This gives it some kind of weight to it. The story could have taken place somewhere else, but only in another building which has wooden floors, deathwatch beetles in the walls and shutters on the windows. The place of this short story is of no importance to the situation of the writer.
The story is very much about matters of the mind.
Firstly, the narrator talks about how others think he is mad. Madness is a matter of the mind. Other things that come across are guilt, paranoia, humour and fear.
The Tell Tale Heart by Edgar Allan Poe
All these things are matters of the mind. The only reason the narrator decided to kill the old man, making the story happen, is because in his mind the eye of the old man made his blood run cold.
This short story consists of 17 paragraphs, some are just one or two sentences, others are much longer. All of the paragraphs are separated by a blank space. The short story starts in medias res, which means that the story starts in the midst of action. The reason this story is that way is because it starts when the murder is already committed and the tension is already very high.
This story had an introduction, rising action, conflict and climax. The first paragraph is the introduction, then there is the rising action which consists of paragraph two trough paragraph fifteen.
Within these fourteen paragraphs there is a climax and denouement. The climax is in paragraph eleven when the old man is murdered. The denouement within the rising action is from paragraph twelve through paragraph fifteen. Paragraph sixteen and seventeen are the conflict since this is where the narrator starts to become paranoid. The last paragraph is the climax. The genre of this story is lyrical. A lyrical story is a story which has an open ending.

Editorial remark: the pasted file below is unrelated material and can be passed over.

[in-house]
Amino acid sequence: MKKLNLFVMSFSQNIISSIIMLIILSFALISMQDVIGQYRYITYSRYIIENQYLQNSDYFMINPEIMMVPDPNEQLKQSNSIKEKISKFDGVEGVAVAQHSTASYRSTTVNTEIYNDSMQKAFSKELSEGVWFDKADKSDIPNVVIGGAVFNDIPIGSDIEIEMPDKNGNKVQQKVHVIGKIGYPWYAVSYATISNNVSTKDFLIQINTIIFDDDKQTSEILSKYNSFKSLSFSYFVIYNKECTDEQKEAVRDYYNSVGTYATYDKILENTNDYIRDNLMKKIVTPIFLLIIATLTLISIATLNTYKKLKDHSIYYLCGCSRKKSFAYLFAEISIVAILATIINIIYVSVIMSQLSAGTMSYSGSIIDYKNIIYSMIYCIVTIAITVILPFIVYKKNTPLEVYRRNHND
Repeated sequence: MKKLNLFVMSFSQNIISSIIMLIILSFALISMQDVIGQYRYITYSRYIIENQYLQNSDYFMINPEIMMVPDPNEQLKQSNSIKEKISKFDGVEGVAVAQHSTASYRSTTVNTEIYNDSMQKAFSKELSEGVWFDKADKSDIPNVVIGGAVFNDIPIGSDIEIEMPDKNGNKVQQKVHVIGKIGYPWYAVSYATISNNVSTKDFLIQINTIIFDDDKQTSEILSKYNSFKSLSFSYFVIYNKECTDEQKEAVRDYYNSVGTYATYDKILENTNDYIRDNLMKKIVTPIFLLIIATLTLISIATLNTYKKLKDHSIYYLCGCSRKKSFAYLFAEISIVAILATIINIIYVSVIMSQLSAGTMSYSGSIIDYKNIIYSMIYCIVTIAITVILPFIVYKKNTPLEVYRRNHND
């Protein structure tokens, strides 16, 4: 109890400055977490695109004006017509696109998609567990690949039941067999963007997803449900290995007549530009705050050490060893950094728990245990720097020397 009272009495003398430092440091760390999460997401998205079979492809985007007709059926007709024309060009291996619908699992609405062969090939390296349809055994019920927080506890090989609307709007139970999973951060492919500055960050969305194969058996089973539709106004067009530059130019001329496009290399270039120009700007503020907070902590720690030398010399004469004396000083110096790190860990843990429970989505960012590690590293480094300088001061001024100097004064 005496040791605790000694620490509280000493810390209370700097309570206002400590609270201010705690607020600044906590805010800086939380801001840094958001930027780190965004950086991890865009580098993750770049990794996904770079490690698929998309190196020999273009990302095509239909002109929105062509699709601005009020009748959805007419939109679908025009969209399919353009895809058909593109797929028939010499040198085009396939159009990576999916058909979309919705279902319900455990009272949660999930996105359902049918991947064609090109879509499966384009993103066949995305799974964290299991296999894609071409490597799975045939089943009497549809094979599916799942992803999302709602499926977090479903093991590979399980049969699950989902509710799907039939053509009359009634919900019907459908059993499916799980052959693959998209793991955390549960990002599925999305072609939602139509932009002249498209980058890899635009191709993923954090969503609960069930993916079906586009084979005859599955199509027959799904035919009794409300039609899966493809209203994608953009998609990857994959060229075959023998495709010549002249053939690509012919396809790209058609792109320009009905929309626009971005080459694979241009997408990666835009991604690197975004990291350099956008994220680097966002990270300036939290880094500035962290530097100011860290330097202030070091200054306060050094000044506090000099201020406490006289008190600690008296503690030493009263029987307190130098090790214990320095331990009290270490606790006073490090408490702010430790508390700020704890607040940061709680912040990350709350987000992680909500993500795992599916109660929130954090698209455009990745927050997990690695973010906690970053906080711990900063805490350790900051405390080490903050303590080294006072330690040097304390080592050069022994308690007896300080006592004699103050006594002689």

The atmosphere of this short story is a very dark one.
The story has dark subjects such as murder, dismemberment and madness. Furthermore the most part of the story takes place during the night which darkens the mood literally and figuratively. There is some imagery in this short story, in the second and ninth paragraph there are descriptions of the eye of the old man: This is imagery because it appeals to the sense of hearing. In the fourth paragraph there are two cases of imagery: In the thirteenth paragraph there is a description of the dark: Lastly, there is imagery in the sixteenth paragraph: This story has a narrator who tells the story from a first person point of view.
The narrator also is the protagonist of the story, the lead character. This story has two characters and some people that are of relative importance. This character is of importance since it is the man that the narrator killed. Thirdly we have the people that are of relative importance, the police officers.